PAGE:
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What Are Your Core Values
By Bryan Avila, TDCJ Correctional Training Instructor - Sergeant of Correctional Officers
Published: 10/21/2013

Corevalues “This above all: to thine own self be true. And it must follow, as the night, the day. Thou canst not then be false to any man.” (Hamlet, Act 1 scene 3)

This passage was instilled in me over 20 years ago while in college and to this day I remember it like it was yesterday. Over the years these words have reminded me of a portion of my life that continues to drive who I am. At the same time that this phrase was instilled in me, I also had instilled the cardinal virtues of an individual: Courage, Honesty, Temperance and Wisdom. I have strived to live by them every day.

Earlier this year the Texas Department of Criminal Justice came out with their Core Values: Integrity, Courage, Perseverance and Commitment. As I started reading through these, I noticed that the “terms” , although worded slightly different, were the same as those that I had been living with for years. On most of these, I will only touch on since they are pretty straight forward. The one that I will elaborate on is courage.

Integrity is pretty self-evident. Everything that we do we must do with integrity, openness and honesty. It is the staple of who we are as a correctional professional. Our word is our bond and we must always stay true to our word, both written and spoken.

Every day we fight our own battles and our own demons. We continue to go back and do our job not matter what and when we don’t succeed at first, we try and try again. We push ourselves beyond the limits of what we think we can do. We never give up. This is perseverance. Duty before self. Our needs will always take a back seat to our professional obligations. We follow the policies and procedures that are laid out before us and we are proud of what we do. This is commitment.

Courage is, in my humble opinion, probably the hardest one that we face. I’m not referring to the physical courage that it takes to do the job that we do. Running towards a fight while others are running away from it is something that we do on a daily basis. Walking those cellblocks/housing areas filled with violent felons with nothing more than our mouth and brains is something that we do without giving it a second thought. But courage is not just physical courage. It also encompasses moral courage.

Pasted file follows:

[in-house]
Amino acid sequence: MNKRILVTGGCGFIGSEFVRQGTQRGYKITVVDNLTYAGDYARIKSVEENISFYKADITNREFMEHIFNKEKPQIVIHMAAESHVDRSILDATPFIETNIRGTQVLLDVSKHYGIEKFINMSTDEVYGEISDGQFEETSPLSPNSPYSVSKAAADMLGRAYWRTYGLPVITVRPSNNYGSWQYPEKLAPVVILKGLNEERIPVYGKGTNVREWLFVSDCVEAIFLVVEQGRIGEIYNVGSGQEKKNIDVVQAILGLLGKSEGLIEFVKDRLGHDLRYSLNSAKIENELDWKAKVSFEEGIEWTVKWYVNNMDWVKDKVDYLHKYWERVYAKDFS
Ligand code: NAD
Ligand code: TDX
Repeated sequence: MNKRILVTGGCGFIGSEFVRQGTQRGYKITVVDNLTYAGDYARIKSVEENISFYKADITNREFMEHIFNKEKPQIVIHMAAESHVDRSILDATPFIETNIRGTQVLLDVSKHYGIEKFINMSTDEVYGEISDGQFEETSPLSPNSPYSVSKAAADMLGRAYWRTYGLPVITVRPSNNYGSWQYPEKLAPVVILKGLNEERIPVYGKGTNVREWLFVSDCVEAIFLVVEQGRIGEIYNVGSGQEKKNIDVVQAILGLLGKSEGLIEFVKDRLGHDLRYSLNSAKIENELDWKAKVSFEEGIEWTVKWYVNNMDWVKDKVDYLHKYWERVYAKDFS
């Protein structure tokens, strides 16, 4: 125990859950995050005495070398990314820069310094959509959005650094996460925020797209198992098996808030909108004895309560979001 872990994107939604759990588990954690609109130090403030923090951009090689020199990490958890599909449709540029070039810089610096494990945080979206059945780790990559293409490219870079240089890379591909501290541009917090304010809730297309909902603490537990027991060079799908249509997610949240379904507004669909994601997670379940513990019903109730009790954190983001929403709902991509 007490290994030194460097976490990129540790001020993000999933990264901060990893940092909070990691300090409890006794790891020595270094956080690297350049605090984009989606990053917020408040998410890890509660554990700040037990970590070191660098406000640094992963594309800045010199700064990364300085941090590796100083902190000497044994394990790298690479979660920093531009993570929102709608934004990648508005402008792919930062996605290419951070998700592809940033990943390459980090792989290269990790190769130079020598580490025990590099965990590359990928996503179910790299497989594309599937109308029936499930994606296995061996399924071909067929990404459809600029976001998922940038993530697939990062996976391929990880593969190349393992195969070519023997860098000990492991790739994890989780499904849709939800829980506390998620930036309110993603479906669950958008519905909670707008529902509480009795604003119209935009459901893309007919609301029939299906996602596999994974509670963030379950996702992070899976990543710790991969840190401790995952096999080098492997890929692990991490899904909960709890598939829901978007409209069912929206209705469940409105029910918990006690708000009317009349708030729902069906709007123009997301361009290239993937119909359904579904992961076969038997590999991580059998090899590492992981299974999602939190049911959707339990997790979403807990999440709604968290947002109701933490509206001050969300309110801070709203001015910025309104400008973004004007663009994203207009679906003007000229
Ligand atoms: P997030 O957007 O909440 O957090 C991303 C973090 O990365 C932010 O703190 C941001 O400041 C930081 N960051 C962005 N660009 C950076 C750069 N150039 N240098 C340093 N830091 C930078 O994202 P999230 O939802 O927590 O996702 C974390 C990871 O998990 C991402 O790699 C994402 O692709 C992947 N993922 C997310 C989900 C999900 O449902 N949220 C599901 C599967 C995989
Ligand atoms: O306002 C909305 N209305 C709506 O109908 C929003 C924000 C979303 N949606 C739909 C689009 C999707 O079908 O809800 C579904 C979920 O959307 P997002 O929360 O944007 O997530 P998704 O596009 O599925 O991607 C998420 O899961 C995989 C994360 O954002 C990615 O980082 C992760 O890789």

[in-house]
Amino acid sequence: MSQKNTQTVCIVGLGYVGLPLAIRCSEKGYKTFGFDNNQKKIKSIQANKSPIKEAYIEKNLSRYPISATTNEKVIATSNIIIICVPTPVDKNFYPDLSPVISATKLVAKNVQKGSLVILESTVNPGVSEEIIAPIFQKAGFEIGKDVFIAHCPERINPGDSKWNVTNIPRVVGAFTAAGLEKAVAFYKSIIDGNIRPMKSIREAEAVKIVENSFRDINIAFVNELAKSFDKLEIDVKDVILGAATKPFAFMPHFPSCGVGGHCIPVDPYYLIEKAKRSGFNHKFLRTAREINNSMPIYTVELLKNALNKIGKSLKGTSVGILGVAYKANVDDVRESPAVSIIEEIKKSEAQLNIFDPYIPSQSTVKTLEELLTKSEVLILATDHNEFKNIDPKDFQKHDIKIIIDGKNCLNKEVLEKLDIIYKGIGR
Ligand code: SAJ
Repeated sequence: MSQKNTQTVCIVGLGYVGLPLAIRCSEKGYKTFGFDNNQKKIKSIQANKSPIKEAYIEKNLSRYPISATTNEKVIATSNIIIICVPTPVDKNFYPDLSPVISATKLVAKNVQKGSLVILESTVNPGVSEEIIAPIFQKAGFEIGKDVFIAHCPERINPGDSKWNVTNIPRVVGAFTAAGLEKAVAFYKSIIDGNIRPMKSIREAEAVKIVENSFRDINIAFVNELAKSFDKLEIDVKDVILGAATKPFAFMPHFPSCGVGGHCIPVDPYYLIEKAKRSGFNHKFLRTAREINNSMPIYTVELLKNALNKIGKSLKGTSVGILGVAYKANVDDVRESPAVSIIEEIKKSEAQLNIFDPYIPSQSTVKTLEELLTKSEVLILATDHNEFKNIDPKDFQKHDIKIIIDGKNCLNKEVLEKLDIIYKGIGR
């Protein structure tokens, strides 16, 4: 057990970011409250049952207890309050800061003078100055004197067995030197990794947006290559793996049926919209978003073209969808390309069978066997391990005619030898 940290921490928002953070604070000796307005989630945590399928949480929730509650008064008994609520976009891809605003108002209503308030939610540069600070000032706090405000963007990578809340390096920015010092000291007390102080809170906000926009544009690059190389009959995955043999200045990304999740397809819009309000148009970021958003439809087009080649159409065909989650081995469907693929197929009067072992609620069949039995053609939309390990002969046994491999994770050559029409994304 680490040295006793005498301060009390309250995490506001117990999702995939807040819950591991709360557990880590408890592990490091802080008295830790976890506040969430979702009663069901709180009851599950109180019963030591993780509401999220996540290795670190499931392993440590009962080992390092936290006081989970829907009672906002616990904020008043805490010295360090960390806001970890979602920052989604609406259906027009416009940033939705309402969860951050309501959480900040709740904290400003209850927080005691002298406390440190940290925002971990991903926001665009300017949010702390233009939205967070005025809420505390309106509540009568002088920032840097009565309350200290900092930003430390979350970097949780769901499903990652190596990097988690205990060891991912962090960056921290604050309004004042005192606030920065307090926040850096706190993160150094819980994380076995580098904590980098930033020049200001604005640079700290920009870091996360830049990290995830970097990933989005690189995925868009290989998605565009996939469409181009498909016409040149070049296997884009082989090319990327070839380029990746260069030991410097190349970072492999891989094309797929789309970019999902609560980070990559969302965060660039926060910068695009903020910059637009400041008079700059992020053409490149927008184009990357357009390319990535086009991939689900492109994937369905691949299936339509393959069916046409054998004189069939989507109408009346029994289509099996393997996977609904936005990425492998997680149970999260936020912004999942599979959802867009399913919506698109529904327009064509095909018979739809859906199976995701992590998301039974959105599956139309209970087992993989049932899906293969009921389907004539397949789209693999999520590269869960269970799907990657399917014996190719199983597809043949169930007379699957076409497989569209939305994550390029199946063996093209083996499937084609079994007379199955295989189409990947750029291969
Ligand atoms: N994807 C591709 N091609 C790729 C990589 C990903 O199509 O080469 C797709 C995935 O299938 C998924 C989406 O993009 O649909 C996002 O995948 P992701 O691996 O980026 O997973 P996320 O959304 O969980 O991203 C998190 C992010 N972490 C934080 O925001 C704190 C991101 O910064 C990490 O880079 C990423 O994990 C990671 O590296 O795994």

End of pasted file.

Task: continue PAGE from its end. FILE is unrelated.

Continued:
The courage to do what is right when others think that we are wrong for doing it. The courage to make decisions that may be unpopular even though they are the right ones to make. The courage to go against the grain when needed and find new and innovative ways of doing things while staying within policy. The courage to navigate the “social” stigma that we may face because of the decisions that we make. The courage to not fall into the “everybody does it” trap that unfortunately some staff fall into. The courage to report incidents that, based on loyalty to fellow brothers and sisters, we may not want to report because we know what the ramifications are. The courage to stand our ground based on what we know is right while taking into consideration, and accepting, the consequences for our actions.

I can tell you from personal experience that no matter where you work, whether the public sector or the private one, there will always be some things that we may not personally agree with yet we have to do. This is called professionalism. One the topic of these Core Values, this is something that has been embraced and that staff can be proud of. The top-down approach that the agency has taken on this is something to be admired. It has been made very clear to us that this is not something that will be going away…and it shouldn’t. It was very evident to us as instructors, and made perfectly clear, how important this topic is. It is not a flavor of the month that will disappear in the near future. And if you are wondering if they are really serious of this top-down approach on the Core Values, picture this: Only Wardens and above will teach this class to In-service… not us Sergeants, Lieutenants, Captains or Majors.

No, I’m not kissing ass with this. I, for one, am very proud to see the direction that we are going in and the changes that we have made and will continue to make.

Once upon a time I read a great book, "Every Man a Tiger" which was written by Gen. Chuck Horner (USAF Ret.) along with Tom Clancy. One passage in it struck a chord in me that I will never forget (I'll paraphrase here): The true virtue of an individual is the ability to make decisions when everyone else is unwilling to make one. The true testament of an individual is the ability to make a decision that you know is right even when everyone else thinks that you are wrong.

Editor's note: Corrections.com author Bryan Avila started working as a Police Officer in 1994 while attending Norwich University in Northfield, VT. In 1999 he began working for the Vermont Dept of Corrections while still working as a Part-Time Police Officer. In 2007 he left public service until 2009 when he began working for the Texas Department of Criminal Justice. He is currently a Correctional Training Instructor- Sergeant of Correctional Officers, at the TDCJ Region I Training Academy located in Huntsville, TX.

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